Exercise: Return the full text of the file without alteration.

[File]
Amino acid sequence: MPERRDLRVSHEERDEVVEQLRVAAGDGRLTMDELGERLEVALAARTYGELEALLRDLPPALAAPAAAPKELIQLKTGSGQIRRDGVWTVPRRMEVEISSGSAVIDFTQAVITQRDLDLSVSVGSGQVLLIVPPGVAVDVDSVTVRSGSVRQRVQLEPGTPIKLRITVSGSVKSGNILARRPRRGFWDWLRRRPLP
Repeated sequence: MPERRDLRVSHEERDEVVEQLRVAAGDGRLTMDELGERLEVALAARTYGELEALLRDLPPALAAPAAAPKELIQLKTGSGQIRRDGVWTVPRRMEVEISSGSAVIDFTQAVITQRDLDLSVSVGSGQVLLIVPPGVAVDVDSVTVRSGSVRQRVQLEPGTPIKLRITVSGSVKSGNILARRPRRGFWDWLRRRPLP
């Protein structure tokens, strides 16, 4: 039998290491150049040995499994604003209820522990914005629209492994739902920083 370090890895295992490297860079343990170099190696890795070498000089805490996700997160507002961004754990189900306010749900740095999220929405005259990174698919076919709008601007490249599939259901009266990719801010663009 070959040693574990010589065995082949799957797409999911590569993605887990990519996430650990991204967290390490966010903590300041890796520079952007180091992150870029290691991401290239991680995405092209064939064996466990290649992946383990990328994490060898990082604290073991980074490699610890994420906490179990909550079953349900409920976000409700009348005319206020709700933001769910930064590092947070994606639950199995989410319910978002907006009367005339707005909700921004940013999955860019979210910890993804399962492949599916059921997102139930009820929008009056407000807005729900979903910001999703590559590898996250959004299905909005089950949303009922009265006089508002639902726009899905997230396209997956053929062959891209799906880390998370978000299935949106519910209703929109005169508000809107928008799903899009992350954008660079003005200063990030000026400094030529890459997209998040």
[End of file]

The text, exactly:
Amino acid sequence: MPERRDLRVSHEERDEVVEQLRVAAGDGRLTMDELGERLEVALAARTYGELEALLRDLPPALAAPAAAPKELIQLKTGSGQIRRDGVWTVPRRMEVEISSGSAVIDFTQAVITQRDLDLSVSVGSGQVLLIVPPGVAVDVDSVTVRSGSVRQRVQLEPGTPIKLRITVSGSVKSGNILARRPRRGFWDWLRRRPLP
Repeated sequence: MPERRDLRVSHEERDEVVEQLRVAAGDGRLTMDELGERLEVALAARTYGELEALLRDLPPALAAPAAAPKELIQLKTGSGQIRRDGVWTVPRRMEVEISSGSAVIDFTQAVITQRDLDLSVSVGSGQVLLIVPPGVAVDVDSVTVRSGSVRQRVQLEPGTPIKLRITVSGSVKSGNILARRPRRGFWDWLRRRPLP
């Protein structure tokens, strides 16, 4: 039998290491150049040995499994604003209820522990914005629209492994739902920083 370090890895295992490297860079343990170099190696890795070498000089805490996700997160507002961004754990189900306010749900740095999220929405005259990174698919076919709008601007490249599939259901009266990719801010663009 070959040693574990010589065995082949799957797409999911590569993605887990990519996430650990991204967290390490966010903590300041890796520079952007180091992150870029290691991401290239991680995405092209064939064996466990290649992946383990990328994490060898990082604290073991980074490699610890994420906490179990909550079953349900409920976000409700009348005319206020709700933001769910930064590092947070994606639950199995989410319910978002907006009367005339707005909700921004940013999955860019979210910890993804399962492949599916059921997102139930009820929008009056407000807005729900979903910001999703590559590898996250959004299905909005089950949303009922009265006089508002639902726009899905997230396209997956053929062959891209799906880390998370978000299935949106519910209703929109005169508000809107928008799903899009992350954008660079003005200063990030000026400094030529890459997209998040």